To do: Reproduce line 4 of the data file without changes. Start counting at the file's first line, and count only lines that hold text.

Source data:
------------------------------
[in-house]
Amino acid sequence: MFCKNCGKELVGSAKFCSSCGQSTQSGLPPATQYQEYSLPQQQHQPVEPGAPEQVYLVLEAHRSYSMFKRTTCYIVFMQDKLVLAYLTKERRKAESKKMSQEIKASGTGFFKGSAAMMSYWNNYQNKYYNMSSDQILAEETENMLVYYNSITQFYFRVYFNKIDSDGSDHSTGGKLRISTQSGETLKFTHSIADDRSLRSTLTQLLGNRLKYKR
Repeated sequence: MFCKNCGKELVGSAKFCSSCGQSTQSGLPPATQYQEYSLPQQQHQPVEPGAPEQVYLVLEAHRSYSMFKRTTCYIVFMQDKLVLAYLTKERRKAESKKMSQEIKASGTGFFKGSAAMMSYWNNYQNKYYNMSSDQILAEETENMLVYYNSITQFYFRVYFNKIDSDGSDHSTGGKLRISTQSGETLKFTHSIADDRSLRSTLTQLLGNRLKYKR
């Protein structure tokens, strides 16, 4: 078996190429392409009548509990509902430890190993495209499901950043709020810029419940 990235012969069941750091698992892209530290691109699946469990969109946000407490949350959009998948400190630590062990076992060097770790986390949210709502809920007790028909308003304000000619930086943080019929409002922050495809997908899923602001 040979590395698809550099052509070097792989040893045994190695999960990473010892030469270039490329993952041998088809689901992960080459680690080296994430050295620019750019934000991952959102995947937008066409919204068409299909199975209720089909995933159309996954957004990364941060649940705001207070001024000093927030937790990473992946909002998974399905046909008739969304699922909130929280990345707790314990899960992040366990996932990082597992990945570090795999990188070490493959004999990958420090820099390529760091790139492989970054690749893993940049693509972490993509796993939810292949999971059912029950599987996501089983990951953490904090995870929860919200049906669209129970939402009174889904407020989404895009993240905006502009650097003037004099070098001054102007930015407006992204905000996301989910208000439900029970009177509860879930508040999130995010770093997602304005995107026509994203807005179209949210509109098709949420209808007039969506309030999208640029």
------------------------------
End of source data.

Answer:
């Protein structure tokens, strides 16, 4: 078996190429392409009548509990509902430890190993495209499901950043709020810029419940 990235012969069941750091698992892209530290691109699946469990969109946000407490949350959009998948400190630590062990076992060097770790986390949210709502809920007790028909308003304000000619930086943080019929409002922050495809997908899923602001 040979590395698809550099052509070097792989040893045994190695999960990473010892030469270039490329993952041998088809689901992960080459680690080296994430050295620019750019934000991952959102995947937008066409919204068409299909199975209720089909995933159309996954957004990364941060649940705001207070001024000093927030937790990473992946909002998974399905046909008739969304699922909130929280990345707790314990899960992040366990996932990082597992990945570090795999990188070490493959004999990958420090820099390529760091790139492989970054690749893993940049693509972490993509796993939810292949999971059912029950599987996501089983990951953490904090995870929860919200049906669209129970939402009174889904407020989404895009993240905006502009650097003037004099070098001054102007930015407006992204905000996301989910208000439900029970009177509860879930508040999130995010770093997602304005995107026509994203807005179209949210509109098709949420209808007039969506309030999208640029």